A woman holding a ukulele

The Ukulele Helps Us Heal, Cope and Improve Wellness

By Marlen Rodriguez-Wolfe, M.M

A woman holding a ukulele
The Ukulele Kids Club donates this ukulele to medically fragile kids, so they can learn how to make music for wellness

This week a wonderful article came out in NPR highlighting the work of my friend and colleague, music therapist Rebecca Vaudreuil and her amazing work through Creative Forces; An initiative that seeks to improve the health, well-being, and quality of life for military and veteran populations exposed to trauma through creative arts therapy, including music therapy.  Rebecca’s amazing work aside, what caught my attention was the opening sentence: “When Michael Schneider’s anxiety and PTSD flare up, he reaches for the ukulele he keeps next to his computer.” The ukulele. Not a guitar, or a trumpet, or a xylophone, but a ukulele.

Time and time again we see the ukulele take center stage in many amazing projects. We have seen it represent humanity in outer space and as the instrument of choice for many of our favorite musicians. But in my opinion, where the ukulele really shines is in making music accessible to all. An instrument that reduces the barriers of entry to music making and says:

“Yes, you too can be a musician! You too can make music. You too can jam with your friends and you can do it with 1 or 2 lessons”. That is a promise not many other instruments can make.

Similar to its Latin American counterpart the Venezuelan cuatro, the ukulele came from the Portuguese cavaquinho. The cavaquinho was brought to the shores of Hawaii by Portuguese migrants in the late 1800s, who later adapted it to what is today known as the ukulele. A 4-stringed instrument that is small in size and big in impact. The ukulele is popular around the world for its portability, ease of playing, joyous tone and supportive community.

We saw its reputation soar even higher during the COVID-19 pandemic. During these hard times, people realized the important role that music played in their lives when it comes to coping and healing from hardships. Just like Michael, from the NPR article above, reached for his ukulele when anxiety and PTSD symptoms flared up, so did the rest of the world. Instrument manufacturers saw sales spikes of the ukulele around the world, in the UK, Japan and the United States.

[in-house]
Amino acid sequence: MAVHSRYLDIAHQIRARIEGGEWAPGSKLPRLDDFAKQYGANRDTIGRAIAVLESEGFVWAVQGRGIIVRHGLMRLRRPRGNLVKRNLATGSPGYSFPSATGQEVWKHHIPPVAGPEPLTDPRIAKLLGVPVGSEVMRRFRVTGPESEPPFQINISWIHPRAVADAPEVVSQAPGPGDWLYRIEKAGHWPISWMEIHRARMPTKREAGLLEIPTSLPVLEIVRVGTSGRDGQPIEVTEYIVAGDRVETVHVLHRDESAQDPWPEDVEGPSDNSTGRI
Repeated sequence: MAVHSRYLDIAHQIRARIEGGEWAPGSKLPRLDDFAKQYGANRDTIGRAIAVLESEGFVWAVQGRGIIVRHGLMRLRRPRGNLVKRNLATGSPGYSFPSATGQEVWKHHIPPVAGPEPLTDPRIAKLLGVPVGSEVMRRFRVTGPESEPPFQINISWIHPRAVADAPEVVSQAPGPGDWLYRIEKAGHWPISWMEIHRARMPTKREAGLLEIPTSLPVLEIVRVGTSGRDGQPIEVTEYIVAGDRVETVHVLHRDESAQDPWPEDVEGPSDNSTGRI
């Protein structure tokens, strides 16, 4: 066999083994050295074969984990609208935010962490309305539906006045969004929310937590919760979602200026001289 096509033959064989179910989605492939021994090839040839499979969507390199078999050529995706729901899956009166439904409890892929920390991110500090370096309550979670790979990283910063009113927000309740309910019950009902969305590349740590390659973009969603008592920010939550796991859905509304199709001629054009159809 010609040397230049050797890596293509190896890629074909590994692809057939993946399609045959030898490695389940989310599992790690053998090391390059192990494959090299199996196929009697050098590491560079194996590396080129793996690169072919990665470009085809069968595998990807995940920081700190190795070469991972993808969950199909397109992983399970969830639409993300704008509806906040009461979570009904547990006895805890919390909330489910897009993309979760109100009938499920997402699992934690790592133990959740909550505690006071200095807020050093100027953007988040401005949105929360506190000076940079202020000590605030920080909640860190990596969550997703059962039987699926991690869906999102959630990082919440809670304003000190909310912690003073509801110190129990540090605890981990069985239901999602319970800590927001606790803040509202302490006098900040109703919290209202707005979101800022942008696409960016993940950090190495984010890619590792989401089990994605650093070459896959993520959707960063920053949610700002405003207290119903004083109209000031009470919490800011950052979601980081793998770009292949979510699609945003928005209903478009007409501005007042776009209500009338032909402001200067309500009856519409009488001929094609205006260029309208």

A recent article about William H Macy’s preference for the ukulele, further explored this topic:

“The ukulele was the most popular instrument on Amazon during the early months of the pandemic, and other retailers saw similar spikes. “I can’t give you numbers, but it turned into the hand sanitizer of the musical instrument world,” said Brad Johnson, Director of Acoustic Instruments and Guitar Accessories at Guitar Center.

This is surprisingly common: Americans have historically turned toward acoustic instruments during times of strife. “CF Martin, they saw a spike in instrument sales during the Spanish Flu,” Johnson said. “They then saw, going into World War II, a big ukulele boom – they had to add on to their factory just to meet demand. During the ’60s, the Vietnam War, acoustic instruments of all types had a boom. And I was working at Guitar Center post-September 11, so I saw that spike myself.” (Sargent, J, 2021)

The ukulele became the go-to instrument for coping with the pandemic because with it, we can experience the wellness benefits of music making, quicker and easier than with any other instrument. If you were already a musician, odds are you found shelter in the instruments you already played. But if you had never played anything before, the ukulele was probably your first choice in learning to make music.

At the Ukulele Kids Club, we have seen this effect long before the pandemic for many years over and over again in the children that we support. In fact, we chose the ukulele as our signature instrument not only because of its portability and accessibility for small hands, but because it’s the quickest way that we can get kids from zero to playing and on to music-based wellness practices. Ultimately, we want this generation of children and youth to know that they can reach for the ukulele whenever they need to deal with whatever life throws their way. The good, the bad, the hard, the happy… everything in life can be celebrated or coped with through music making with the ukulele.
Marlén Rodriguez Wolfe is a music therapist currently living in México. She holds a bachelor’s in Music Therapy from Berklee College of Music and a Master’s in Music Therapy from the University of Miami. She is currently CEO of the Ukulele Kids Club, a nonprofit that supports music therapy around the world and is the Co-Founder of the Latin American Music Therapy Network
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